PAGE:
Tuesday, September 9, 2014

Crude Oil – North or South?

by Przemyslaw Radomski

Trading position (short-term; our opinion): In our opinion no positions are justified from the risk/reward perspective.

On Friday, crude oil lost 1.22% as disappointing jobs report and ceasefire agreement between Ukraine and pro-Russian separatists weighed on the price. As a result, light crude extended losses and approached the recent lows. Will we see a test of the strength of the Jan low in the coming days?

On Friday, the Department of Labor reported that the U.S. economy added 142,000 jobs in August, missing expectations for a 225,000 increase. Additionally, the report showed that the U.S. unemployment rate ticked down to 6.1% last month, from 6.2%, but in line with expectations. These disappointing numbers pointed to a potential weakening of the economy, fueling fears that the world’s largest oil consumer may demand less energy and fuel.

On top of that, Ukraine signed a ceasefire deal with pro-Russia rebels, which was also bearish for the commodity (as a reminder, Russia is the world’s second-largest exporter and such agreemnt eased fears over the instability in the eastern Ukraine and disruption of Russian oil exports). In this environment, crude oil hit an intraday low of $92.86, approaching the recent lows. Will we see further deterioration in the coming days? (charts courtesy of http://stockcharts.com).

WTI Crude Oil weekly chart

From this perspective, we see that although crude oil moved lower in the previous week, losing 2.51%, the situation in the medium-term hasn’t changed much as crude oil is still trading in a consolidation (marked with blue) between the recent lows and the strong resistance zone created by the previously-broken 200-week moving average and the rising, long-term support line. Therefore, our last commentary is up-to-date:

(…) we still think that as long as there is no invalidation of the breakdown below these levels, the medium-term outlook remains bearish (..) if crude oil drops below the recent lows, the last week’s upswing will be nothing more than a verification of the breakdown and we’ll see a test of the strength of the Jan low of $91.24.

Can we infer something more from the very short-term chart? Let’s check.

WTI Crude Oil daily chart

In our Friday's summary, we wrote the following:

(…) the major driving force behind today’s move might be the U.S. employment report. If it is bullish, the U.S. dollar will strengthen, which may push the commodity lower. On the other hand, if it’s bearish, it will likely fuel worries over the strength of the recovery in the labor market, which may also translate into lower price of crude oil. Taking all the above into account, it seems that the move to the downside is more likely at the moment.

As you see on the above chart, the situation developed in line with the above-mentioned scenario and crude oil declined, erasing the gains that had made on Wednesday and approaching the recent lows. Despite this drop, the overall situation in the very short-term hasn’t changed much as light crude is trading in a consolidation (marked with blue) between Tuesday’ s high of $95.91 and low of 92.68. Therefore, our last commentary is still up-to-date:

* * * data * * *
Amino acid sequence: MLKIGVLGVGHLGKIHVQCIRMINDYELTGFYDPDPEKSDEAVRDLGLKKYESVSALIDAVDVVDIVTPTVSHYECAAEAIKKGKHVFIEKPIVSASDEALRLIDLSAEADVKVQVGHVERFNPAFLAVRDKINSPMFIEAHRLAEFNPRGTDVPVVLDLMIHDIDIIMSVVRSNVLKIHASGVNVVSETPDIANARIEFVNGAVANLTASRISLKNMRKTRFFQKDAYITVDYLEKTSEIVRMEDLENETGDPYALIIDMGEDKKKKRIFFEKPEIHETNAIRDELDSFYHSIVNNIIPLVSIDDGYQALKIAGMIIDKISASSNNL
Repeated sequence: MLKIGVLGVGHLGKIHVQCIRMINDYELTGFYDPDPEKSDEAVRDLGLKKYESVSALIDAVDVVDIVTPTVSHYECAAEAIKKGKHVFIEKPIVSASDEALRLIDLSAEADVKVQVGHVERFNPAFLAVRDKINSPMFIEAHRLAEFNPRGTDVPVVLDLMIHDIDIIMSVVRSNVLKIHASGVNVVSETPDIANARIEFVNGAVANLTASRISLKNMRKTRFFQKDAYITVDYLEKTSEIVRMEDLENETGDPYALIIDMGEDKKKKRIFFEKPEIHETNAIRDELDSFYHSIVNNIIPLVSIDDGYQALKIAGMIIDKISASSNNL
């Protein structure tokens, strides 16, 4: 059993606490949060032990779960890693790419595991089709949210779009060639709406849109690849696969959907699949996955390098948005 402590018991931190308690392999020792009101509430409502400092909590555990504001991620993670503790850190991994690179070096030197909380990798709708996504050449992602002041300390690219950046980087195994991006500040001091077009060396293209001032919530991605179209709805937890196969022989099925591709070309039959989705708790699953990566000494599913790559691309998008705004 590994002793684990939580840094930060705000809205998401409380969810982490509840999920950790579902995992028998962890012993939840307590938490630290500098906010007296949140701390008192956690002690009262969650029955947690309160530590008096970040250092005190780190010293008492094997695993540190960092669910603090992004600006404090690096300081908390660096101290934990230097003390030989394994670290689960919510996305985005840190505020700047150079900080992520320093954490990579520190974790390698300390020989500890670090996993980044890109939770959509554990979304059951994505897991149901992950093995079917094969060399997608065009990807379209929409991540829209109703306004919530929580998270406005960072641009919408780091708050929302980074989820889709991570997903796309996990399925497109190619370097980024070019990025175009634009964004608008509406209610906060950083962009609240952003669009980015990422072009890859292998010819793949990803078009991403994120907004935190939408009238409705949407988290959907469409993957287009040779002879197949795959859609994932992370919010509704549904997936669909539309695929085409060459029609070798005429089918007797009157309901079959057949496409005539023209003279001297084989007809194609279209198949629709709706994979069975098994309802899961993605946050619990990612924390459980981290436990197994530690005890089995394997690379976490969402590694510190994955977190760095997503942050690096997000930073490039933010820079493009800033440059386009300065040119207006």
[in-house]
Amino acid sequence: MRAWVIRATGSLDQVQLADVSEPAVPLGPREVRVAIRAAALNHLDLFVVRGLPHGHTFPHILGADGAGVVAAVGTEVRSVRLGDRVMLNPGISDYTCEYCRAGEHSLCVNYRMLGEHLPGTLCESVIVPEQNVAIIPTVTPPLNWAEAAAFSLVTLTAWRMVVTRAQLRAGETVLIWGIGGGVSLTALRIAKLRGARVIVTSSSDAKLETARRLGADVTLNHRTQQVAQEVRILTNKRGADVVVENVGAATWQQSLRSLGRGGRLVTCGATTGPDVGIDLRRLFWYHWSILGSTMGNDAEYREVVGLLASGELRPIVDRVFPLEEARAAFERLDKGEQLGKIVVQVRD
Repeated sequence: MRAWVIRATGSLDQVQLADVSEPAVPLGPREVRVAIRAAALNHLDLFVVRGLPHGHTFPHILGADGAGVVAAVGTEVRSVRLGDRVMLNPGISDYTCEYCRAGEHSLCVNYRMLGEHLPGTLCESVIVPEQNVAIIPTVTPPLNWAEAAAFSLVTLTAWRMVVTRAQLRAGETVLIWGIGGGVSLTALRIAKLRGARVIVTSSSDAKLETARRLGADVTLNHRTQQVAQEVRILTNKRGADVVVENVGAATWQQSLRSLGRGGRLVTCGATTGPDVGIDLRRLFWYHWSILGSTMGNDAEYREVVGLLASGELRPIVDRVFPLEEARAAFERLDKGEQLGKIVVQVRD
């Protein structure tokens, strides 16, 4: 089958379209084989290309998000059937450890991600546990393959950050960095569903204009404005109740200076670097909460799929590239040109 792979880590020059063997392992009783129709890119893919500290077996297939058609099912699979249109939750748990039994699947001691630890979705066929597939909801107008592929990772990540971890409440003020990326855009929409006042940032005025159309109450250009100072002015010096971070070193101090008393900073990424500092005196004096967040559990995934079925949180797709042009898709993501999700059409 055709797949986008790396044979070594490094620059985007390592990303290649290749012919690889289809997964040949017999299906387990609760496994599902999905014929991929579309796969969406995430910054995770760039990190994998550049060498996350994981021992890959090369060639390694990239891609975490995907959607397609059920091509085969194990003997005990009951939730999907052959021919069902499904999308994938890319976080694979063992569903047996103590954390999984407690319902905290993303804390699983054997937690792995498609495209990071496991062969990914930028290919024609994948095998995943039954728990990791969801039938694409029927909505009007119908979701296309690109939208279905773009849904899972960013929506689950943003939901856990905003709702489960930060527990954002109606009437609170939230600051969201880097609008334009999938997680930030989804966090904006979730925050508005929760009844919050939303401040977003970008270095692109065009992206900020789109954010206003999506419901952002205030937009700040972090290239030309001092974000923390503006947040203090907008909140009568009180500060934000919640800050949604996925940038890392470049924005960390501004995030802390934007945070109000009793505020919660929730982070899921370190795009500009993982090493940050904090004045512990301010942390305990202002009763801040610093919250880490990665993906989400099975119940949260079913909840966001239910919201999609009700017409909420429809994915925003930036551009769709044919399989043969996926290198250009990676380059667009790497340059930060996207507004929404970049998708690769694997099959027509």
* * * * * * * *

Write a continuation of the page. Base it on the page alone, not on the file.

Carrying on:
(…) we think that as long as there is no breakout above the upper line of the formation (or a breakdown below the lower border) another bigger move is not likely to be seen. (…) What could happen if currency bears show their claws once again? Without a doubt, the initial downside target will be the lower line of the formation. If it’s broken, the commodity will test the strength of the lower border of the declining trend channel, which intersects the Jan low of $91.24 at the moment.

Please keep in mind that the recent corrective upswing is much smaller than the previous one, which means that oil bulls are even weaker than they were in July. Therefore, in our opinion, the downward trend is not threatened at the moment and another attempt to move lower should not surprise us.

Summing up, crude oil extended losses, which approached the commodity to the lower border of the consolidation, increasing the risk of a breakdown. Taking this fact into account, we are convinced that opening long positions is currently not justified from the risk/reward perspective. At this point, it’s worth noting that we do not recommend opening short positions either as the space for further declines might be limited (especially when we factor in the fact that slightly below the Jan low is also the 61.8% Fibonacci retracement level based on the Jun 2012-Aug 2013 rally, which stopped the correction at the beginning of the year).

Very short-term outlook: mixed with bearish bias
Short-term outlook: mixed
MT outlook: bearish
LT outlook: bullish

Trading position (short-term): No positions are justified from the risk/reward perspective at the moment, but we will keep you informed should anything change.

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